Posted in based on a true story or event, historical musical drama, musical theater, theater

Righting Broadway’s Story

Joshua Henry, Brandon Victor Dixon, Billy Porter and Brian Stokes Mitchell, with Richard Riaz Yoder in Shuffle Along, or The Making of the Musical Sensation of 1921 and All That Followed, featuring music and lyrics by Noble Sissle and Eubie Blake, book by F.E. Miller and Aubrey Lyles, with a new book and direction by George C. Wolfe and choreography by Savion Glover, at The Music Box Theatre (239 West 45th Street). © Julieta Cervantes
Joshua Henry, Brandon Victor Dixon, Billy Porter and Brian Stokes Mitchell, with Richard Riaz Yoder in Shuffle Along, or The Making of the Musical Sensation of 1921 and All That Followed, featuring music and lyrics by Noble Sissle and Eubie Blake, book by F.E. Miller and Aubrey Lyles, with a new book and direction by George C. Wolfe and choreography by Savion Glover, at The Music Box Theatre (239 West 45th Street).
© Julieta Cervantes

George C. Wolfe has taken a Broadway melody of 1921 and placed it in its historical context. In 1921, the year when Shuffle Along was produced, it was exiled to a theater on 63rd Street. Yes, it was considered a Broadway house, but it was many blocks north of the main stem.

Shuffle Along‘s success, however, was extraordinary. The all-black production team enjoyed critical and popular acclaim, and an unexpectedly long-run of 504 performances.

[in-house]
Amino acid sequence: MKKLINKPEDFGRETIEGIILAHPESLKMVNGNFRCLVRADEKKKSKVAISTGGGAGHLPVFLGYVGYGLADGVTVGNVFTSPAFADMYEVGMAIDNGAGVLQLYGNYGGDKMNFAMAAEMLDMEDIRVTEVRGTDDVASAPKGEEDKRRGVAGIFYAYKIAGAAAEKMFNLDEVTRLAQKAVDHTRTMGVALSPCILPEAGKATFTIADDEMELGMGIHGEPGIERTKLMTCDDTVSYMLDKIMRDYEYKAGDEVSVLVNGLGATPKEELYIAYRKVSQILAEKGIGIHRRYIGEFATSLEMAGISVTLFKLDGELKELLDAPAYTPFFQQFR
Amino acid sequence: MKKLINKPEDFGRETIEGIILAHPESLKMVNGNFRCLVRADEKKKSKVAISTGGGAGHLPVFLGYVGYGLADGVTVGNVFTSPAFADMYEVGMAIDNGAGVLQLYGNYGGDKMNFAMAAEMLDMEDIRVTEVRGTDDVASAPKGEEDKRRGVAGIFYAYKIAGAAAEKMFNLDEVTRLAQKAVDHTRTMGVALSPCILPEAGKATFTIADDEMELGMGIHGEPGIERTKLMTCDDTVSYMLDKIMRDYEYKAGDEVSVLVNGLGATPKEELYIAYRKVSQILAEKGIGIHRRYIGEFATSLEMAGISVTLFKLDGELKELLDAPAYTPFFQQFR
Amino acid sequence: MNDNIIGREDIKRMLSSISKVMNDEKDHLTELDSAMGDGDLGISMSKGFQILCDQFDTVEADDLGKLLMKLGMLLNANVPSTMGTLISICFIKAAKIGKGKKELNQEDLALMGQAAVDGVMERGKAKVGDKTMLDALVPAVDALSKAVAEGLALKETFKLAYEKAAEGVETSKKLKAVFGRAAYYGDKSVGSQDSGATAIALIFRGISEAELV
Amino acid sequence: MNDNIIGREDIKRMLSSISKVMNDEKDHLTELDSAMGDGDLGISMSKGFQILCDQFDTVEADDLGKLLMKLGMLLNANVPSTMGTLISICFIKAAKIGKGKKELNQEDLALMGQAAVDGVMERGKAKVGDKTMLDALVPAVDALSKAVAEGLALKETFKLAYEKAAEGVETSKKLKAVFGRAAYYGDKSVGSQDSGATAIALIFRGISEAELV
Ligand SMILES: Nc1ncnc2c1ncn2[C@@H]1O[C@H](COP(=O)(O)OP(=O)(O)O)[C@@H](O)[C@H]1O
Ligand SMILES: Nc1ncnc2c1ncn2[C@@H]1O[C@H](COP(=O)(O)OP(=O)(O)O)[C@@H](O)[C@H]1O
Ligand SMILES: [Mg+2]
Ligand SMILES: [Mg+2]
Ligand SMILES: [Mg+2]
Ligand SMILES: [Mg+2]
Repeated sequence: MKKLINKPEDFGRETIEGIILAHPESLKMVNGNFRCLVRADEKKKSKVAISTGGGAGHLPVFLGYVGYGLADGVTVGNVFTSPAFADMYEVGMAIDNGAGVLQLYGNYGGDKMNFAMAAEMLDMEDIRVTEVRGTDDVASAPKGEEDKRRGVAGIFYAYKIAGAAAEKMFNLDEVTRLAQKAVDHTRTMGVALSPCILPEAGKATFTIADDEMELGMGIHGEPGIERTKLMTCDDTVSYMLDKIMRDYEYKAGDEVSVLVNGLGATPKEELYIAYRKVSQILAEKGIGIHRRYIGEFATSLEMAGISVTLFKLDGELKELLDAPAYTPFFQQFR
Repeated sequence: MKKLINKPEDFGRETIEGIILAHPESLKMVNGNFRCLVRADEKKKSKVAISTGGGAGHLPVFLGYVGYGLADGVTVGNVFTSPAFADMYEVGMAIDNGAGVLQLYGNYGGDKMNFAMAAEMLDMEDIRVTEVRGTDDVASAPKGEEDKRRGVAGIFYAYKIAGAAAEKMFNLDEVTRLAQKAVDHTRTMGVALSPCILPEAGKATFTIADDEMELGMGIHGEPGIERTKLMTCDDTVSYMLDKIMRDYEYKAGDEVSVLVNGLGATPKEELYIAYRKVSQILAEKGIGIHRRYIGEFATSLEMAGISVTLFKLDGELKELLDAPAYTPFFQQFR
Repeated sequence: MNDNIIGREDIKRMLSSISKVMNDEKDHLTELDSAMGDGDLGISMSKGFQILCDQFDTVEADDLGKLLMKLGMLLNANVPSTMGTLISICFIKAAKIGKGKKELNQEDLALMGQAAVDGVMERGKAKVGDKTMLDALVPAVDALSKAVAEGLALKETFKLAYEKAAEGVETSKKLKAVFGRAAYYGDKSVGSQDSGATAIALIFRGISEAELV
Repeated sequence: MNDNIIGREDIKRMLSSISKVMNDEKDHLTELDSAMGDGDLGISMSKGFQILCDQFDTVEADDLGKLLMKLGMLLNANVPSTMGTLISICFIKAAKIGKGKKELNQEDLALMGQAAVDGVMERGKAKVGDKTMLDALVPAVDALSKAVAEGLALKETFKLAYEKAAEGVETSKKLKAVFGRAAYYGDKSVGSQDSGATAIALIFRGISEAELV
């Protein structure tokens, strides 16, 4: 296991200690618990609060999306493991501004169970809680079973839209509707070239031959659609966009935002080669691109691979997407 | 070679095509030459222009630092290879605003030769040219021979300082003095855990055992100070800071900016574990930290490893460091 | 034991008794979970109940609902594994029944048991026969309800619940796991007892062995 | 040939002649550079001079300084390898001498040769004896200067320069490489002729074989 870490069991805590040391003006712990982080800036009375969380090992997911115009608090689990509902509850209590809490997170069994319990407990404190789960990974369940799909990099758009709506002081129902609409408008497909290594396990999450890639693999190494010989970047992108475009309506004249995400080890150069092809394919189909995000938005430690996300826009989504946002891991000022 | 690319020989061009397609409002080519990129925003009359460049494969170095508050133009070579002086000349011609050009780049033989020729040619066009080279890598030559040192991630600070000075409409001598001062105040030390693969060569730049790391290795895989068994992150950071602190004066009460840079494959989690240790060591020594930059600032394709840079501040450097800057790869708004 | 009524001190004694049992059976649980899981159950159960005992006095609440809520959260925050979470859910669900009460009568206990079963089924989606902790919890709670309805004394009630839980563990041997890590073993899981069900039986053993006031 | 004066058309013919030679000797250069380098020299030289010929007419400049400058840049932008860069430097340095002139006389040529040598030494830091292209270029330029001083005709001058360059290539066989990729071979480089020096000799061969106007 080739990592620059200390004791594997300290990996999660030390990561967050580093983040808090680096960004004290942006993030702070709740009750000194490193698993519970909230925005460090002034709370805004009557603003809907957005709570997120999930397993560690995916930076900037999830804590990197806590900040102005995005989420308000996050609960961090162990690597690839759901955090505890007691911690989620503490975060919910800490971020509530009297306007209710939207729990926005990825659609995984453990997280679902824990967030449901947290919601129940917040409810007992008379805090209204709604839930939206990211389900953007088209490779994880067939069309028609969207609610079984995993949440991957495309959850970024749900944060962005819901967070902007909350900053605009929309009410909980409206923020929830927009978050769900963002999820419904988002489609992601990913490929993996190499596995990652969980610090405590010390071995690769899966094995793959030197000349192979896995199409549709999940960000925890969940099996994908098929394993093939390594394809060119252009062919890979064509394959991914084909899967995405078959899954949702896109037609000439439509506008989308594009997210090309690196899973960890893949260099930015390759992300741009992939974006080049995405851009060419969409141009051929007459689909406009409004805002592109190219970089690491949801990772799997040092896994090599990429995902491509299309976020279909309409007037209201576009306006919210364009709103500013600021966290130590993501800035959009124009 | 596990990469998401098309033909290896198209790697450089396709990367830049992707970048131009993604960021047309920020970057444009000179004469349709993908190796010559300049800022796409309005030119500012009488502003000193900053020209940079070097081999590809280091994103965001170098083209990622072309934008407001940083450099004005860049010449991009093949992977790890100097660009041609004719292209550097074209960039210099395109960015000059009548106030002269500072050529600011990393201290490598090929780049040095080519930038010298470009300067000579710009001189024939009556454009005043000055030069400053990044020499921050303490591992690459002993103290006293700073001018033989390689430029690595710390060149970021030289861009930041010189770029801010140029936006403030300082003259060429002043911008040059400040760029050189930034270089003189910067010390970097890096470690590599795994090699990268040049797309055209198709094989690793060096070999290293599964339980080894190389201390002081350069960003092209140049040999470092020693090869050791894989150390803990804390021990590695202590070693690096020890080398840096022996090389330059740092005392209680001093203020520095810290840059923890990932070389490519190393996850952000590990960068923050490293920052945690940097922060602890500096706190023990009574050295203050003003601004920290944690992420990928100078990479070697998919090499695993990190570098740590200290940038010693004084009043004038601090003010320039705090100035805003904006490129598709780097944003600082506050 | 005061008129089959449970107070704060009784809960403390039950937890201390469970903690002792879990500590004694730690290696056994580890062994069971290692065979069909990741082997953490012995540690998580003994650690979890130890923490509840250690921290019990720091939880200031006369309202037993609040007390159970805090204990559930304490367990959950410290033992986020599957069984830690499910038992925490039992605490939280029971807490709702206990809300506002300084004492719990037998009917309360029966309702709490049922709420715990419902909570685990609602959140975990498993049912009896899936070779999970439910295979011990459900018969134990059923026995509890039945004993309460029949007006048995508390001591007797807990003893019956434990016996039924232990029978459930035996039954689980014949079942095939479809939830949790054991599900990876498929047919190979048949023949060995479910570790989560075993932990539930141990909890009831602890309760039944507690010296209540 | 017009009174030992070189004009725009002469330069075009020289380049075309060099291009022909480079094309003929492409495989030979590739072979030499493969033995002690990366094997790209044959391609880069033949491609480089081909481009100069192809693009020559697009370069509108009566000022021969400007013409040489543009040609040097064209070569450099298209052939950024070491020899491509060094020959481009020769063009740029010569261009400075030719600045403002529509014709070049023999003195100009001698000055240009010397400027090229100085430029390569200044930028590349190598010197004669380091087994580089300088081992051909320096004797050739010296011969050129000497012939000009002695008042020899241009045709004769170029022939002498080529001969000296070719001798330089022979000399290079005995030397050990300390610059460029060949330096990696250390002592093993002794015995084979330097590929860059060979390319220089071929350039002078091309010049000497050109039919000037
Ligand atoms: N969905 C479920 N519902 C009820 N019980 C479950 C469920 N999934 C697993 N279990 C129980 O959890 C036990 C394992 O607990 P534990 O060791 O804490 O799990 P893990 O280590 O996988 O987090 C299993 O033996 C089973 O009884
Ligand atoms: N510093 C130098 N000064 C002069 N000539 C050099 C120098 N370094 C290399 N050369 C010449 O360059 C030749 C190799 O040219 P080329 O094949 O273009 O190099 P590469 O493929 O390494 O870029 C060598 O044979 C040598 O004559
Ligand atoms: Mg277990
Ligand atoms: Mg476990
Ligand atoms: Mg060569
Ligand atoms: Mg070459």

Shuffle Along made stars of its lead actress, Lottie Gee (Audra McDonald in Wolfe’s retelling) and its creative team. Wolfe’s musical has jettisoned the  F.E. Miller (Brian Stokes Mitchell)-Aubrey Lyles (Billy Porter) book and replaced it with his own, while keeping the music and lyrics from Eubie Blake (Brandon Victor Dixon) and Noble Sissle (Joshua Henry).

Adrienne Warren and company perform “I’m Just Wild About Harry” © Julieta Cervantes
Adrienne Warren and company perform “I’m Just Wild About Harry”
© Julieta Cervantes

Nearly a century later, the musical theater remains indebted to the men and women of color who revolutionized and emboldened Broadway style and syncopation. This is the backstory to Wolfe’s story, but despite the high concept and lofty intentions, the 2016 Shuffle Along… is a very entertaining vaudeville.

Brian Stokes Mitchell, with Adrienne Warren (fourth from left), Billy Porter, Audra McDonald and ensemble © Julieta Cervantes
Brian Stokes Mitchell, with Adrienne Warren (fourth from left), Billy Porter, Audra McDonald and ensemble
© Julieta Cervantes

As it was refreshing to have a musical like Bright Star based on the American idiom of bluegrass, it is welcome to have one that is based on the other all-American art form, tap. The dances, as designed by Tony-award winner (1996 for Bring in Da Noise Bring in Da Funk, and presumptive for 2016 for Shuffle Along…) are masterly. One number takes the cast on a long circuitous train-trip of tryouts in completely mesmerizing taps. The songs are classics from the Blake-Sissle repertoire, including “I’m Just Wild About Harry” and “Love Will Find A Way,” from the score for the 1921 Shuffle Along.